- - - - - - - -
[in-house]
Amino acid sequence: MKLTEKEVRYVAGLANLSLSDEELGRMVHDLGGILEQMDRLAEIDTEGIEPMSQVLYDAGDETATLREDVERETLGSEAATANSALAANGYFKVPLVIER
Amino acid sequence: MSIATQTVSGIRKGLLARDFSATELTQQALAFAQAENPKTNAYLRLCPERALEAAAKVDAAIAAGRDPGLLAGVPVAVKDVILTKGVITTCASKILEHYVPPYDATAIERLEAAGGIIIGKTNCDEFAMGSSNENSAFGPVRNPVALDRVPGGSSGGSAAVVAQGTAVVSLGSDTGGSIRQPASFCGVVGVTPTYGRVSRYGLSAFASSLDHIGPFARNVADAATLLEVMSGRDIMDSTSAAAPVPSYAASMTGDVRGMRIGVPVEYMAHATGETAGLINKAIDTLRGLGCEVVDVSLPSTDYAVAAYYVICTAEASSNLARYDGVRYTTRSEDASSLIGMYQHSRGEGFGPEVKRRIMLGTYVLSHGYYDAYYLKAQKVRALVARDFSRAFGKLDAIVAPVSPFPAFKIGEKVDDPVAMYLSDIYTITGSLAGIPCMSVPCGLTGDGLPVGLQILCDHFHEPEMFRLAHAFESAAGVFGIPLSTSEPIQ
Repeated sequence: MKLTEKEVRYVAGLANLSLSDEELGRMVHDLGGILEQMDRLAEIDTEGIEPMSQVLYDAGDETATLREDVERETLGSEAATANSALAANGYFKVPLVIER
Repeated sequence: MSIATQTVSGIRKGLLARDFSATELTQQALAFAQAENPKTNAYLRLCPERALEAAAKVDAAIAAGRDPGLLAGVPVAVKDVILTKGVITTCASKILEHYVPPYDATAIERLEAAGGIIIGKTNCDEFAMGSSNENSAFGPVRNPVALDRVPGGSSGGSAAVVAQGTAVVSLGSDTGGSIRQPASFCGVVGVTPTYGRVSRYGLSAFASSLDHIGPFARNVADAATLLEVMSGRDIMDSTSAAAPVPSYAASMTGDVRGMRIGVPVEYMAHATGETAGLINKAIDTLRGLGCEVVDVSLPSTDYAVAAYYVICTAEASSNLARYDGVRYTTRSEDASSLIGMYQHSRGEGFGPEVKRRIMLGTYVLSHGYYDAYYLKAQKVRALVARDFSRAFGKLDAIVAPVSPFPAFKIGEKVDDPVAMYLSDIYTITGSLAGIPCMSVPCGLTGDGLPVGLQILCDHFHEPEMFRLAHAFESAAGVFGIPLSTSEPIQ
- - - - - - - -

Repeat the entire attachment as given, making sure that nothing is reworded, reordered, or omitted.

[in-house]
Amino acid sequence: MKLTEKEVRYVAGLANLSLSDEELGRMVHDLGGILEQMDRLAEIDTEGIEPMSQVLYDAGDETATLREDVERETLGSEAATANSALAANGYFKVPLVIER
Amino acid sequence: MSIATQTVSGIRKGLLARDFSATELTQQALAFAQAENPKTNAYLRLCPERALEAAAKVDAAIAAGRDPGLLAGVPVAVKDVILTKGVITTCASKILEHYVPPYDATAIERLEAAGGIIIGKTNCDEFAMGSSNENSAFGPVRNPVALDRVPGGSSGGSAAVVAQGTAVVSLGSDTGGSIRQPASFCGVVGVTPTYGRVSRYGLSAFASSLDHIGPFARNVADAATLLEVMSGRDIMDSTSAAAPVPSYAASMTGDVRGMRIGVPVEYMAHATGETAGLINKAIDTLRGLGCEVVDVSLPSTDYAVAAYYVICTAEASSNLARYDGVRYTTRSEDASSLIGMYQHSRGEGFGPEVKRRIMLGTYVLSHGYYDAYYLKAQKVRALVARDFSRAFGKLDAIVAPVSPFPAFKIGEKVDDPVAMYLSDIYTITGSLAGIPCMSVPCGLTGDGLPVGLQILCDHFHEPEMFRLAHAFESAAGVFGIPLSTSEPIQ
Repeated sequence: MKLTEKEVRYVAGLANLSLSDEELGRMVHDLGGILEQMDRLAEIDTEGIEPMSQVLYDAGDETATLREDVERETLGSEAATANSALAANGYFKVPLVIER
Repeated sequence: MSIATQTVSGIRKGLLARDFSATELTQQALAFAQAENPKTNAYLRLCPERALEAAAKVDAAIAAGRDPGLLAGVPVAVKDVILTKGVITTCASKILEHYVPPYDATAIERLEAAGGIIIGKTNCDEFAMGSSNENSAFGPVRNPVALDRVPGGSSGGSAAVVAQGTAVVSLGSDTGGSIRQPASFCGVVGVTPTYGRVSRYGLSAFASSLDHIGPFARNVADAATLLEVMSGRDIMDSTSAAAPVPSYAASMTGDVRGMRIGVPVEYMAHATGETAGLINKAIDTLRGLGCEVVDVSLPSTDYAVAAYYVICTAEASSNLARYDGVRYTTRSEDASSLIGMYQHSRGEGFGPEVKRRIMLGTYVLSHGYYDAYYLKAQKVRALVARDFSRAFGKLDAIVAPVSPFPAFKIGEKVDDPVAMYLSDIYTITGSLAGIPCMSVPCGLTGDGLPVGLQILCDHFHEPEMFRLAHAFESAAGVFGIPLSTSEPIQ